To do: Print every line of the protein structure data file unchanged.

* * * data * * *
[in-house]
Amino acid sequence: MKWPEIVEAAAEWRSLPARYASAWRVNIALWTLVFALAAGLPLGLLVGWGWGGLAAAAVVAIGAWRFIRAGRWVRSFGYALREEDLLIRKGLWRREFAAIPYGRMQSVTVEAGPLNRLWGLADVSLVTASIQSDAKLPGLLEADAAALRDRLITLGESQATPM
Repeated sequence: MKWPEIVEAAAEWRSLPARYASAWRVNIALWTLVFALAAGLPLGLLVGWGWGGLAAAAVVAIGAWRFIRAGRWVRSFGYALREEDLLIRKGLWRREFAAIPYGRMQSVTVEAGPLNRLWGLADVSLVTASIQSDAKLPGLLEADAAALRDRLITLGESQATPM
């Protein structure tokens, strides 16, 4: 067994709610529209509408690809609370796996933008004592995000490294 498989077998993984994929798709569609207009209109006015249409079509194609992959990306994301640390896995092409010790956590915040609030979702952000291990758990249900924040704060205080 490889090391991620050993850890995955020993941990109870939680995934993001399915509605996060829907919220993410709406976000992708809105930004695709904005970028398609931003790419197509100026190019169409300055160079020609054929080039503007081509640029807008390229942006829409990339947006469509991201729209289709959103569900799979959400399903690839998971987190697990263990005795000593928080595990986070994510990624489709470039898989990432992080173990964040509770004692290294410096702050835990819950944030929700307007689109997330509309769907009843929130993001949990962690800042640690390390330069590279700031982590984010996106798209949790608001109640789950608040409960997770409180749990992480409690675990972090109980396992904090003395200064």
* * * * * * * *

[in-house]
Amino acid sequence: MKWPEIVEAAAEWRSLPARYASAWRVNIALWTLVFALAAGLPLGLLVGWGWGGLAAAAVVAIGAWRFIRAGRWVRSFGYALREEDLLIRKGLWRREFAAIPYGRMQSVTVEAGPLNRLWGLADVSLVTASIQSDAKLPGLLEADAAALRDRLITLGESQATPM
Repeated sequence: MKWPEIVEAAAEWRSLPARYASAWRVNIALWTLVFALAAGLPLGLLVGWGWGGLAAAAVVAIGAWRFIRAGRWVRSFGYALREEDLLIRKGLWRREFAAIPYGRMQSVTVEAGPLNRLWGLADVSLVTASIQSDAKLPGLLEADAAALRDRLITLGESQATPM
């Protein structure tokens, strides 16, 4: 067994709610529209509408690809609370796996933008004592995000490294 498989077998993984994929798709569609207009209109006015249409079509194609992959990306994301640390896995092409010790956590915040609030979702952000291990758990249900924040704060205080 490889090391991620050993850890995955020993941990109870939680995934993001399915509605996060829907919220993410709406976000992708809105930004695709904005970028398609931003790419197509100026190019169409300055160079020609054929080039503007081509640029807008390229942006829409990339947006469509991201729209289709959103569900799979959400399903690839998971987190697990263990005795000593928080595990986070994510990624489709470039898989990432992080173990964040509770004692290294410096702050835990819950944030929700307007689109997330509309769907009843929130993001949990962690800042640690390390330069590279700031982590984010996106798209949790608001109640789950608040409960997770409180749990992480409690675990972090109980396992904090003395200064």